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If Linda Hasenfratz could eliminate one stereotype about women in science and tech, it is that there are no women in science and tech.
As the CEO of Linamar, the world’s second-largest automotive-parts manufacturer, Hasenfratz is proof not only that women can make strong careers in science and technology, but that they already are. She is recognized as one of the most successful entrepreneurs in the country, is the current Chair of the Business Council of Canada, and was a prominent attendee when Canadian Prime Minister Justin Trudeau and U.S. President Trump held a roundtable discussion about women in the workforce.
When Hasenfratz spoke to 200 high-school students at the annual Inspiring Future Women in Science event, held at Perimeter Institute on Thursday, she was clear: not only is there great potential in studying STEM, there’s room for everyone.
“The numbers are really changing. I think the momentum is building in terms of women in science and technology. There’s probably 20 times the women studying science than 25 years ago, when I started,” she said.
“Science and tech are great choices for anyone who’s naturally curious about the world around you, and about how the world works. And the earnings potential is great.”
Many of the students came from high schools across southern Ontario hoping to find out what they should pursue after high school. Instead, they were advised to stop looking for answers: indecision is their ideal state right now.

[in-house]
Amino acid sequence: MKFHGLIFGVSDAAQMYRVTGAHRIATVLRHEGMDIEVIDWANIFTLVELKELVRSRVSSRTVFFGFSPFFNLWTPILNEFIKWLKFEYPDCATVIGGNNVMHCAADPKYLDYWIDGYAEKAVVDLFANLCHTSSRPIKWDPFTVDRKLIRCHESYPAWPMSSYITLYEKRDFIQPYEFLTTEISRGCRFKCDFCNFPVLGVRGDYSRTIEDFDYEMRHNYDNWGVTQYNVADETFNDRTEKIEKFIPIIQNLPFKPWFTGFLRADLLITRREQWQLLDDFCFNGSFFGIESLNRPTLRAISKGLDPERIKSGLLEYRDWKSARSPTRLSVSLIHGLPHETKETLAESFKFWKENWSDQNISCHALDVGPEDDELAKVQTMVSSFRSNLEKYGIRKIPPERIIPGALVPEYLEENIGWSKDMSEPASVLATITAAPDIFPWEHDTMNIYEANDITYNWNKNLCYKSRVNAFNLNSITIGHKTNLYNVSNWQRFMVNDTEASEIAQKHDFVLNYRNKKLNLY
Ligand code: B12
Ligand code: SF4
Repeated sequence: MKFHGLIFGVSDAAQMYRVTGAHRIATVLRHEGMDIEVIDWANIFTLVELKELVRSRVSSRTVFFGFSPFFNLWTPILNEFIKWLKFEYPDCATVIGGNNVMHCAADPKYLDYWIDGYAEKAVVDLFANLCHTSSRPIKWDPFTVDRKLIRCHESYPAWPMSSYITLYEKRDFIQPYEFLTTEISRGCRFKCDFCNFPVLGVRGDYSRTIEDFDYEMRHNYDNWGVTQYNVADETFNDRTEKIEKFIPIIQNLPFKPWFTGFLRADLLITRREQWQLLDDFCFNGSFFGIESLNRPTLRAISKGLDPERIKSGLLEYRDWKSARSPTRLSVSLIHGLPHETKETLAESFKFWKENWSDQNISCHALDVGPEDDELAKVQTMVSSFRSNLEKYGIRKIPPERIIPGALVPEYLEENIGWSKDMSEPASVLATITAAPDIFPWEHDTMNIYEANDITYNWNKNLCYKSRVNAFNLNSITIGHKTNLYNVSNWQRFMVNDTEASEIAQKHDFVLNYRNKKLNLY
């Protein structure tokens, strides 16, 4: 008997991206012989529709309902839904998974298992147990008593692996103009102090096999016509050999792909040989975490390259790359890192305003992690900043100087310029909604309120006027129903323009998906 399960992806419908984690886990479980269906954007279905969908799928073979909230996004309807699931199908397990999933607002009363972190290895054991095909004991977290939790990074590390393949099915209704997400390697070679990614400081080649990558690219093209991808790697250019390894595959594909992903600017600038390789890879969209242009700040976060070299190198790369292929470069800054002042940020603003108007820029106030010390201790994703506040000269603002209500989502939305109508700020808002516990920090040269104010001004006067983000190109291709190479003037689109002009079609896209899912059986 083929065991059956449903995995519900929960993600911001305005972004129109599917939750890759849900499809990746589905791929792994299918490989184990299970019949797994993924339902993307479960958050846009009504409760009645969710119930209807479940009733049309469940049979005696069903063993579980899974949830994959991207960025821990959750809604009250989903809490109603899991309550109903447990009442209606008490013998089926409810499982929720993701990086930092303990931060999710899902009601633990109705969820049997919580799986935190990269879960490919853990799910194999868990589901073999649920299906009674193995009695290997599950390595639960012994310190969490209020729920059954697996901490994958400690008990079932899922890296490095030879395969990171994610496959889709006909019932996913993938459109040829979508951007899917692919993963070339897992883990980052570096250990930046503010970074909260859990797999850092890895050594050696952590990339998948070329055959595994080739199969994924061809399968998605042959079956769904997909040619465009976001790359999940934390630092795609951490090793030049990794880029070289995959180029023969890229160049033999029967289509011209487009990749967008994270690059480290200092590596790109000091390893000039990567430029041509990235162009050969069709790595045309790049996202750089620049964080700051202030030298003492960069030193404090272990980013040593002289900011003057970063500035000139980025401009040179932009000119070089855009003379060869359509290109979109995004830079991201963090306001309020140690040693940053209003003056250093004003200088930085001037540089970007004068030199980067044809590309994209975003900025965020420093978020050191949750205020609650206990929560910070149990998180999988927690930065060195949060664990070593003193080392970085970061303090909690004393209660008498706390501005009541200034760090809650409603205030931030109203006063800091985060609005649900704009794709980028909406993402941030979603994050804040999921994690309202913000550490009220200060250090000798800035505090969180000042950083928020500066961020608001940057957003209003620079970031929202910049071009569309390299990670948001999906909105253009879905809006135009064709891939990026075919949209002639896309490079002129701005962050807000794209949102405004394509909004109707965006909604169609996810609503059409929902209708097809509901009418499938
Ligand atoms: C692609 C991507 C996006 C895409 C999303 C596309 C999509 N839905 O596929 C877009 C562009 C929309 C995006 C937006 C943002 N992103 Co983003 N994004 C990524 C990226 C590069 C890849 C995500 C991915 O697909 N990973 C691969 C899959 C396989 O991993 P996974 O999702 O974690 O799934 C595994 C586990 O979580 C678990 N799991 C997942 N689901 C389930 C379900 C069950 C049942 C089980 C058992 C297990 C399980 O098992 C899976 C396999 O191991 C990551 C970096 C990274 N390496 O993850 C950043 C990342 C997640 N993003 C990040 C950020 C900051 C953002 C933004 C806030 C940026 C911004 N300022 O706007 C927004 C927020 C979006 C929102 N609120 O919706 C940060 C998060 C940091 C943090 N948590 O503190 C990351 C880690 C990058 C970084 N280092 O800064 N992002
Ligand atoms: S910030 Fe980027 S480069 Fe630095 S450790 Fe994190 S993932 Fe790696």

“It’s great to have lots of things you’re interested in at this point,” said forensic anthropologist Tracy Rogers. “Once you’re [at university], that’s when you’re going to see what else exists.”
Quantum physicist Shohini Ghose likened it to living out Heisenberg’s uncertainty principle. “You don’t have to be one thing or another,” she said. “Explore what you know and what you don’t know. Be a shapeshifter and adapt. That will make you much more able to explore and experience the world.”
For Jenna Brown, a Grade 12 student École Secondaire Catholique Notre-Dame in Woodstock, Ontario, the overwhelming message from the speakers, panellists, and mentors was that there are no wrong choices when carving out your own life path.
“Right now, a lot of us are under pressure to choose an undergrad. [The speakers] kind of stressed that, whatever you pick, it’s not going to be a mistake because you’re still learning something, and you can always change your mind after. I think that just makes everybody feel a bit better,” she said. “Grade 12 is stressful, but it doesn’t really need to be. It’s not like this is the only decision that’s going to shape the rest of your life.”
One after another, the speakers also tore apart the common stereotype that STEM is unwelcoming to women.
Hasenfratz said that doesn’t have to be the case: how you respond to the world can be more powerful than how it responds to you: “Don’t look for negatives. If you’re looking for someone to be critical of you because you’re a woman or you’re young, you’re going to find them. Don’t dial into that frequency.”
At Linamar, around 20 percent of the workforce is female. The difference from many other organizations, though, is that the company strives for similar representation at all levels – if 20 percent of machinists are women, then 20 percent of managers and executives should be, too.
Yes, sometimes the numbers of women are low. It can be strange to be the only woman in a class, or at a meeting, but that doesn’t mean your work won’t be respected, said Dawn Tattle, an engineer and president of Anchor Shoring and Caissons.